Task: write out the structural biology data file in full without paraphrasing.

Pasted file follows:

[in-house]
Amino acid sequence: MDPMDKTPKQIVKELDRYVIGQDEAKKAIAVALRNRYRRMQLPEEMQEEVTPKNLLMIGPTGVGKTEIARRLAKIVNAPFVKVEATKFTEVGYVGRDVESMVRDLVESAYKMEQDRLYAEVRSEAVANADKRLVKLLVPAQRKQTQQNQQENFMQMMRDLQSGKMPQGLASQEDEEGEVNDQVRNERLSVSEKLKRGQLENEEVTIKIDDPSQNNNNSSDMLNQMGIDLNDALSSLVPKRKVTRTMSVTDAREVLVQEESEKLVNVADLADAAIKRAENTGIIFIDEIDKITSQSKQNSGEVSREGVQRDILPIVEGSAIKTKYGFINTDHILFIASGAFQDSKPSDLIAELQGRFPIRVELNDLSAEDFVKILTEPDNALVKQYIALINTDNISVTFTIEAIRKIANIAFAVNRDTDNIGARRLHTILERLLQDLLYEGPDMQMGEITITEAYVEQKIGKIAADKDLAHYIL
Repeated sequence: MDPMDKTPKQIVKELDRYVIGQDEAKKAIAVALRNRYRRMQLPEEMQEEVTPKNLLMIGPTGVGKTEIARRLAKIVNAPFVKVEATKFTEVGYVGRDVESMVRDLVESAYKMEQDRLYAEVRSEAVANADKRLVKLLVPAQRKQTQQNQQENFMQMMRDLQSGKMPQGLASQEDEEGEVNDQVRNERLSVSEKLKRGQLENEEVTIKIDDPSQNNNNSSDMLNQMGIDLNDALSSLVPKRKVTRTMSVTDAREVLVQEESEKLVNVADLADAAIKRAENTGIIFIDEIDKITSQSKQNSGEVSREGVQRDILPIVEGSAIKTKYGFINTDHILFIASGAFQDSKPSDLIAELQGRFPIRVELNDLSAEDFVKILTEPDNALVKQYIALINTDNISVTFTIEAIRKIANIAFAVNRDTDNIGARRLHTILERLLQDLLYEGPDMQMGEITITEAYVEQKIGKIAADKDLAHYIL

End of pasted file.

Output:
[in-house]
Amino acid sequence: MDPMDKTPKQIVKELDRYVIGQDEAKKAIAVALRNRYRRMQLPEEMQEEVTPKNLLMIGPTGVGKTEIARRLAKIVNAPFVKVEATKFTEVGYVGRDVESMVRDLVESAYKMEQDRLYAEVRSEAVANADKRLVKLLVPAQRKQTQQNQQENFMQMMRDLQSGKMPQGLASQEDEEGEVNDQVRNERLSVSEKLKRGQLENEEVTIKIDDPSQNNNNSSDMLNQMGIDLNDALSSLVPKRKVTRTMSVTDAREVLVQEESEKLVNVADLADAAIKRAENTGIIFIDEIDKITSQSKQNSGEVSREGVQRDILPIVEGSAIKTKYGFINTDHILFIASGAFQDSKPSDLIAELQGRFPIRVELNDLSAEDFVKILTEPDNALVKQYIALINTDNISVTFTIEAIRKIANIAFAVNRDTDNIGARRLHTILERLLQDLLYEGPDMQMGEITITEAYVEQKIGKIAADKDLAHYIL
Repeated sequence: MDPMDKTPKQIVKELDRYVIGQDEAKKAIAVALRNRYRRMQLPEEMQEEVTPKNLLMIGPTGVGKTEIARRLAKIVNAPFVKVEATKFTEVGYVGRDVESMVRDLVESAYKMEQDRLYAEVRSEAVANADKRLVKLLVPAQRKQTQQNQQENFMQMMRDLQSGKMPQGLASQEDEEGEVNDQVRNERLSVSEKLKRGQLENEEVTIKIDDPSQNNNNSSDMLNQMGIDLNDALSSLVPKRKVTRTMSVTDAREVLVQEESEKLVNVADLADAAIKRAENTGIIFIDEIDKITSQSKQNSGEVSREGVQRDILPIVEGSAIKTKYGFINTDHILFIASGAFQDSKPSDLIAELQGRFPIRVELNDLSAEDFVKILTEPDNALVKQYIALINTDNISVTFTIEAIRKIANIAFAVNRDTDNIGARRLHTILERLLQDLLYEGPDMQMGEITITEAYVEQKIGKIAADKDLAHYIL